There has been much talk of "rebalancing" authors' rights. On the proposed broadcasting treaty, the IFJ shares the concern that the Committee's mandate is to consider the protection of "the signal" and believes that very extensive further work is required to deal with the questions raised by the convergence of broadcasting and networking, which are of course fundamental to the protection of journalistic works.
Looking ahead to exceptions and limitations: too often, those who speak of "rebalancing" really mean weakening the rights of authors, in favour of their sponsors. To do so in the case of education, for example, raises serious questions about how education is to be achieved.
It is commonly held that education is a public good. Some are tempted to argue from this that it should therefore have cost-free access to its primary "raw material", which is works of authorship. But that is a disguised promotion of a shift in the fundamental nature of education.
It is commonly agreed that education should be an independent quest to extend and to impart knowledge. That requires not only access to works expressing knowledge, but to specialist educational works. The requirement of independence argues very strongly against those works being funded by patronage or by sponsorship - against them being the product of political, religious, or commercial interest groups, or just those with an idée fixe who write and edit for free.
The inventor of the modern dictionary, Samuel Johnson, summed up this argument succinctly: "No man but a blockhead ever wrote, except for money." The question confronting education is: "whose money?"
The only known way to provide independent educational materials is to pay for them, at the point of delivery, so that their authors (and, increasingly, performers) may be paid for the work they do, not for promoting someone else's message.
The International Federation of Journalists agrees that there is a place for collective licensing of works that are re-used for educational purposes. The model by which certain exceptions to authors' rights operate only in the absence of a collective licensing scheme, has much to commend it, compensating authors for the reduction in opportunities to syndicate their work to new publications and territories.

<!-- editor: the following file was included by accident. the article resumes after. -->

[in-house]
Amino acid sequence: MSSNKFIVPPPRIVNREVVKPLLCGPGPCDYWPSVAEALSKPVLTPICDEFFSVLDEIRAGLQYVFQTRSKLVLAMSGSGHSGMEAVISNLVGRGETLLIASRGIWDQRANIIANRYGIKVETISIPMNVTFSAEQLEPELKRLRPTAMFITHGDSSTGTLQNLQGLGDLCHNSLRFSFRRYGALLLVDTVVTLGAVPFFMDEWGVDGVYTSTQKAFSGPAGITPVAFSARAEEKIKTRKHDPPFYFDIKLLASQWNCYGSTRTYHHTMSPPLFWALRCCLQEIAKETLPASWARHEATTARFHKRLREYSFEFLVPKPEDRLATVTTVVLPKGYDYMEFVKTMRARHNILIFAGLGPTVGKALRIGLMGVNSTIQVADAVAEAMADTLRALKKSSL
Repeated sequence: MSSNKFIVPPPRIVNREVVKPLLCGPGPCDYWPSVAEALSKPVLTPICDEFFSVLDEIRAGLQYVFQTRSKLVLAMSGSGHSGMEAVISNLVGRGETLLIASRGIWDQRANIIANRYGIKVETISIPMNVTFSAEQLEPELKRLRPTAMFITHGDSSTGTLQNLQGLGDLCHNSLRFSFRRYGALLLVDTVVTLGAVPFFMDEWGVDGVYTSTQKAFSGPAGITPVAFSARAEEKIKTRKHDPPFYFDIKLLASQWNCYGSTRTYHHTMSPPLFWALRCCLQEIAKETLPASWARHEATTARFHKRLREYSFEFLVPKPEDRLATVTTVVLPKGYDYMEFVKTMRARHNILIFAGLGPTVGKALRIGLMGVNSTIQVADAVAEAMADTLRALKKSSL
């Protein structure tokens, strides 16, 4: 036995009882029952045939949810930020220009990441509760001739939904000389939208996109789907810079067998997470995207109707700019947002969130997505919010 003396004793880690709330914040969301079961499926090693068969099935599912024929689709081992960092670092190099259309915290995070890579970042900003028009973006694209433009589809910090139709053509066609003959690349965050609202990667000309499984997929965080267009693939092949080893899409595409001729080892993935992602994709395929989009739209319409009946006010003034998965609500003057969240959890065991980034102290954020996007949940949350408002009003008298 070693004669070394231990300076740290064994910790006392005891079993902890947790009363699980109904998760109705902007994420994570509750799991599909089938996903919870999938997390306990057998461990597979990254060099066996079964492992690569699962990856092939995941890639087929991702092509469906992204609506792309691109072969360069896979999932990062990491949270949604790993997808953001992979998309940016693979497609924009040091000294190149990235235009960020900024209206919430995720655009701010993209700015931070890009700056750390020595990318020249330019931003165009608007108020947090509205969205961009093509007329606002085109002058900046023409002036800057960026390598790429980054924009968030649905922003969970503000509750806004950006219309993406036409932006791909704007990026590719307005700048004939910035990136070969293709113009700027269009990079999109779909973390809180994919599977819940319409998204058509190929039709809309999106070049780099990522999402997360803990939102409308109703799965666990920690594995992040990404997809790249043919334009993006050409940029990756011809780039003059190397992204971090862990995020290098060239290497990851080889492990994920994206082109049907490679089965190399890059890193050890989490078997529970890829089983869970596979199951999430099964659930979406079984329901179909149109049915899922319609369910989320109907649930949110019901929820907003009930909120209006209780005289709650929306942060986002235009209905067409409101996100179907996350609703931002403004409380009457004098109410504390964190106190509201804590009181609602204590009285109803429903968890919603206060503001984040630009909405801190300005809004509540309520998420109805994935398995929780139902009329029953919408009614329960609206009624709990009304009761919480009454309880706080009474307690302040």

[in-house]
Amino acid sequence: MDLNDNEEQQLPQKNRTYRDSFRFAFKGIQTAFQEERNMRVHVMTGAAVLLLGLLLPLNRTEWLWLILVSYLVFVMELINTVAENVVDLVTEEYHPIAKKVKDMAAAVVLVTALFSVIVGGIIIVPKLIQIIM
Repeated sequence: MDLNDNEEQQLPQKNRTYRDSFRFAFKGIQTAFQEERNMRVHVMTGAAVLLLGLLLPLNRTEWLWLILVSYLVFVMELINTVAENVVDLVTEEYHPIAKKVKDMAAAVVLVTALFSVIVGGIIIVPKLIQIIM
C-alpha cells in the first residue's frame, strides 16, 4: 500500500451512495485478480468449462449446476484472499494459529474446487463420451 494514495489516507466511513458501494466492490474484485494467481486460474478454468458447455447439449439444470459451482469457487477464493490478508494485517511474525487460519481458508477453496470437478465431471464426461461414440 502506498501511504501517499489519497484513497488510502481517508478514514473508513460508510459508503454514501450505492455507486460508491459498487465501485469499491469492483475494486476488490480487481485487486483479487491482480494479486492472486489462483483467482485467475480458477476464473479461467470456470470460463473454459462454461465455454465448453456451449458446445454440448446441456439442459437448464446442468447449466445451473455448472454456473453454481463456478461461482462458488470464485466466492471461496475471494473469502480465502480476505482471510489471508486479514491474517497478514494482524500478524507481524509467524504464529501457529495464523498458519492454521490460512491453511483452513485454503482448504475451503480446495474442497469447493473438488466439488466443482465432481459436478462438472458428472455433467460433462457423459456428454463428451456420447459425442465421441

But the heart of the issue is this: many authors of educational works are told by their publishers that they must sign over all rights in their works, or not be paid at all. In other words, contracts are imposed upon them with no negotiation.
One of the effects of this is that many such authors must do other work to survive. If that other work is journalism - and many are represented by member unions of the International Federation of Journalists - the independence of their educational work may survive. In other cases it may be compromised.
It must remain possible to make an independent living as an author of educational works; and to get fair recompense for works used in education. This will require revisiting the fairness of contracts between authors and performers and those intermediaries that distribute their works, including those who distribute them to schools and colleges - and broadcasters.
It is time for WIPO to seek genuine balance - and indeed to initiate positive action to "promote through international cooperation the creation, dissemination, use and protection of works of the human spirit for the economic, cultural and social progress of all mankind".1
1 Mission statement of the World Intellectual Property Organization. The IFJ recommends writing "... all humanity".